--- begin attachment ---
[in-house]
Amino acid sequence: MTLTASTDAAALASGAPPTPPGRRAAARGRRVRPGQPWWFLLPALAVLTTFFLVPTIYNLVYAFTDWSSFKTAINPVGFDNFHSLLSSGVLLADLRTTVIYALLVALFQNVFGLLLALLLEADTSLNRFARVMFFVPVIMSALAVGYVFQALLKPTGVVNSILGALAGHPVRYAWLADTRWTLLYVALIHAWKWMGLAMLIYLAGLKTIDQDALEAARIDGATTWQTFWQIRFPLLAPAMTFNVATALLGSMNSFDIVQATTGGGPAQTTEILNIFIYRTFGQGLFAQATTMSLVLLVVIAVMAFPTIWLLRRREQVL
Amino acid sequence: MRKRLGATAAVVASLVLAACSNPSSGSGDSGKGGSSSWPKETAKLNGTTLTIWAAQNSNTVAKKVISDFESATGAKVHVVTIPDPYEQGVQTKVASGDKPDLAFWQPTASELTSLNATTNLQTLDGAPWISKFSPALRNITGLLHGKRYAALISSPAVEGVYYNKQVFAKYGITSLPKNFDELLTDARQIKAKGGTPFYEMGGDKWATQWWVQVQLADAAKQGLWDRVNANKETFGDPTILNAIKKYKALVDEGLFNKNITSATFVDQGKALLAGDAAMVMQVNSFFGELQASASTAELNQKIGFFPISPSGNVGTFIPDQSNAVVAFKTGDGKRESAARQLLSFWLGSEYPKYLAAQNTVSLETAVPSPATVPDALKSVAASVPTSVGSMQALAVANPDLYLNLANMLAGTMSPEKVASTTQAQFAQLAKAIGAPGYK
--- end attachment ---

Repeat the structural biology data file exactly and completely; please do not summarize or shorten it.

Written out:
[in-house]
Amino acid sequence: MTLTASTDAAALASGAPPTPPGRRAAARGRRVRPGQPWWFLLPALAVLTTFFLVPTIYNLVYAFTDWSSFKTAINPVGFDNFHSLLSSGVLLADLRTTVIYALLVALFQNVFGLLLALLLEADTSLNRFARVMFFVPVIMSALAVGYVFQALLKPTGVVNSILGALAGHPVRYAWLADTRWTLLYVALIHAWKWMGLAMLIYLAGLKTIDQDALEAARIDGATTWQTFWQIRFPLLAPAMTFNVATALLGSMNSFDIVQATTGGGPAQTTEILNIFIYRTFGQGLFAQATTMSLVLLVVIAVMAFPTIWLLRRREQVL
Amino acid sequence: MRKRLGATAAVVASLVLAACSNPSSGSGDSGKGGSSSWPKETAKLNGTTLTIWAAQNSNTVAKKVISDFESATGAKVHVVTIPDPYEQGVQTKVASGDKPDLAFWQPTASELTSLNATTNLQTLDGAPWISKFSPALRNITGLLHGKRYAALISSPAVEGVYYNKQVFAKYGITSLPKNFDELLTDARQIKAKGGTPFYEMGGDKWATQWWVQVQLADAAKQGLWDRVNANKETFGDPTILNAIKKYKALVDEGLFNKNITSATFVDQGKALLAGDAAMVMQVNSFFGELQASASTAELNQKIGFFPISPSGNVGTFIPDQSNAVVAFKTGDGKRESAARQLLSFWLGSEYPKYLAAQNTVSLETAVPSPATVPDALKSVAASVPTSVGSMQALAVANPDLYLNLANMLAGTMSPEKVASTTQAQFAQLAKAIGAPGYK